Introducing the new Mbed Tools

We've been working on the next version of the Mbed Tools for some time now, and believe now is a fine time to share additional details about why we've been working on new tools, the design goals of the new tools, and how we'll be rolling the new tools out.

Note: This blog post has been updated since first publication to more clearly describe the way that the existing tools are deployed with the Online Compiler and the value of the new tooling.

What's wrong with the current Mbed Tools?

As we've built and maintained our Mbed Tools for a number of years now, we've come to understand that Mbed Tools and their integration into the Mbed Online Compiler have a number of limitations.

Release effort

For users of the Online Compiler, one version of the Mbed tools must support all versions of Mbed OS 5.x and 6.x. It isn't feasible to change the Online Compiler to use the Mbed Tools shipped with the Mbed OS version the compiler is targeting.

During Mbed OS development, many changes land in the Mbed Tools (to various files in the tools folder.) Unfortunately, these changes are not routinely tested withprevious versions of Mbed OS or if they will work at all when deployed in the Online Compiler. At the point in time we'd like to make an Mbed OS release, the tools we would deploy to the Online Compiler have only been tested only with the latest Mbed OS.

We do have automated testing around Mbed Tools and the Online Compiler with multiple versions of Mbed OS. Unfortunately, there are gaps in the coverage and the test system takes around 16 hours to run and provide feedback.

All of this means for each Mbed OS release we have a very high likelihood of discovering late-breaking issues, with a lengthy debug-fix-verify cycle time. It’s a very error prone and manual process, making a release.

Given this release overhead, we are often too busy making releases to improve the tools. The tools have become an a bit of an unmaintainable mess which we can’t improve, as we are too busy trying to keep up with maintenance. It’s really inefficient to work on the existing tools, which slows down how quickly we can fix bugs or implement features you care about.

Organic requirements

The tools have a do-everything architecture that evolved organically over time. They try to be everything to everyone. That there are no clear public interfaces, documentation, or tests means we often break certain use cases.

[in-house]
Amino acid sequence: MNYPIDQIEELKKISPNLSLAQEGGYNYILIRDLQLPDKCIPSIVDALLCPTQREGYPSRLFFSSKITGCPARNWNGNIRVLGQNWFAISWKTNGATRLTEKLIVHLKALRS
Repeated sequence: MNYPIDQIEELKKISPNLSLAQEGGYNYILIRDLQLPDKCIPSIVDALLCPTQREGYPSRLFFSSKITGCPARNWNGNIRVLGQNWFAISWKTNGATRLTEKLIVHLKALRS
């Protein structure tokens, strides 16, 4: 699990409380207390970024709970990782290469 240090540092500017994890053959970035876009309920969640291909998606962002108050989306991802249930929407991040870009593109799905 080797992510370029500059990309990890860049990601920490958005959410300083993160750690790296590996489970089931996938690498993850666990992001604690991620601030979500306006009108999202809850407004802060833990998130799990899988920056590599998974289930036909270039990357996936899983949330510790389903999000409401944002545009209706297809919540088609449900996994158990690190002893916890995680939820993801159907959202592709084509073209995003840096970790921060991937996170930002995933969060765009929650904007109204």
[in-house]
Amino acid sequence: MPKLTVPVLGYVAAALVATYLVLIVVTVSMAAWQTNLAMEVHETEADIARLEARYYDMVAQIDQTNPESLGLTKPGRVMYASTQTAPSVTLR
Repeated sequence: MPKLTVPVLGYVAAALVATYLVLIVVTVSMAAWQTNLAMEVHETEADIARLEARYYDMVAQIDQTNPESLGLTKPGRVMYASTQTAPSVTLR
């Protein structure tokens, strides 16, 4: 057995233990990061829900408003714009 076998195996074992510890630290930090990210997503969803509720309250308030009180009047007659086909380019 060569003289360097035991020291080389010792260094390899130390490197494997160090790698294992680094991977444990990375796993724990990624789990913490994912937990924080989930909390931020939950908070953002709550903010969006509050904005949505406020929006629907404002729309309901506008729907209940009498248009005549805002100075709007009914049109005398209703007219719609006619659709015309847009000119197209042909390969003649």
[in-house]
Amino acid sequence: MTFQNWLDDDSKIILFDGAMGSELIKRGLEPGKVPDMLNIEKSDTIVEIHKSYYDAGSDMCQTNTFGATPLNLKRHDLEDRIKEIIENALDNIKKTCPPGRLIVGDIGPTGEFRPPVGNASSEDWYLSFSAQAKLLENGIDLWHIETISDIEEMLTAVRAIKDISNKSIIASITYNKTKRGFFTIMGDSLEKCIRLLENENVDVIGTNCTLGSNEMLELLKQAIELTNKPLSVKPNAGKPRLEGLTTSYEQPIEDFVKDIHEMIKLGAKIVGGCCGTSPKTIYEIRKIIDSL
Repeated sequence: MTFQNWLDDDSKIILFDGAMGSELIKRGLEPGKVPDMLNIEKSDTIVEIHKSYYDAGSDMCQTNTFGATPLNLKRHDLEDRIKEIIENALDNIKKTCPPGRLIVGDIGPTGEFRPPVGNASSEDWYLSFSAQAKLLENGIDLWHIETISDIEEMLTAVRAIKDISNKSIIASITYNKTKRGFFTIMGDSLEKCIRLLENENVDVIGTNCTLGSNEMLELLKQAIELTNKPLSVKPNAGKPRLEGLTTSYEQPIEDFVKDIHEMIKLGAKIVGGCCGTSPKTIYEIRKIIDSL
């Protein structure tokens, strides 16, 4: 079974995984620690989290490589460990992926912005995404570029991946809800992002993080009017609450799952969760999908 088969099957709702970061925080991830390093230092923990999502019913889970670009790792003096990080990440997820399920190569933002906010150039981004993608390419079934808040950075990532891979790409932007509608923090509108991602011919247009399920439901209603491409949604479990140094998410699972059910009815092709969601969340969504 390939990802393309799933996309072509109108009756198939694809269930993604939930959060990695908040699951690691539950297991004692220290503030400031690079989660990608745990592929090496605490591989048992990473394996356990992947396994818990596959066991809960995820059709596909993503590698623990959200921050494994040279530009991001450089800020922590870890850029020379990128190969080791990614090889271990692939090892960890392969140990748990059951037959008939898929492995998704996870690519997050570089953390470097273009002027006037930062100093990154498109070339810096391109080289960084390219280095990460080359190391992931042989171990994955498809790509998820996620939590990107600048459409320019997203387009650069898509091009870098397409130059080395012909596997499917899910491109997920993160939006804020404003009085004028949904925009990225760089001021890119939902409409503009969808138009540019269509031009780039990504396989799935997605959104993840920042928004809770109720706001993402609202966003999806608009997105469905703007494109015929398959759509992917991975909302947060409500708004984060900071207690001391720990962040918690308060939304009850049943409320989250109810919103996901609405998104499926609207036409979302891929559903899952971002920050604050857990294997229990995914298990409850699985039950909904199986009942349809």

Why do we need new tools?

Fundamentally, the issues with the current "legacy" version of the Mbed Tools are architectural. Because of this, we took the drastic decision to rewrite the tools (being sure to leverage existing open source tools as far as possible to reduce maintenance costs) something one should do rarely and as a last resort. The new Mbed Tools are tested with every version of Mbed OS they need to work with, throughout development. The test cycle time is faster, due to the priority given to unit testing over integration testing.

With a maintainable and clearly defined foundation, we are setting ourselves up to make a number of valuable improvements now and into the future.

Design goals for the new Mbed Tools

The primary design goal for the new Mbed Tools is maintainability. We also need more decoupling from Mbed OS itself, so that we can support the Online Compiler more easily.

Through increasing quality and clarity in purpose, the new tools aim to provide a better developer experience. We'll support this by providing a well-defined and documented set of interfaces for all tools. We also need to provide clarity around which boards are supported and work with which versions of Mbed OS.

Another goal is to have a dedicated test suite for the tools, rather than indirectly testing the tools through Mbed OS tests. These tests must test more than just the current version of Mbed OS.

I'm happy to share that, today, we have near-100% code coverage and, to help us maintain high code coverage, a per-pull-request CI job in place to fail if a change is added without sufficient tests.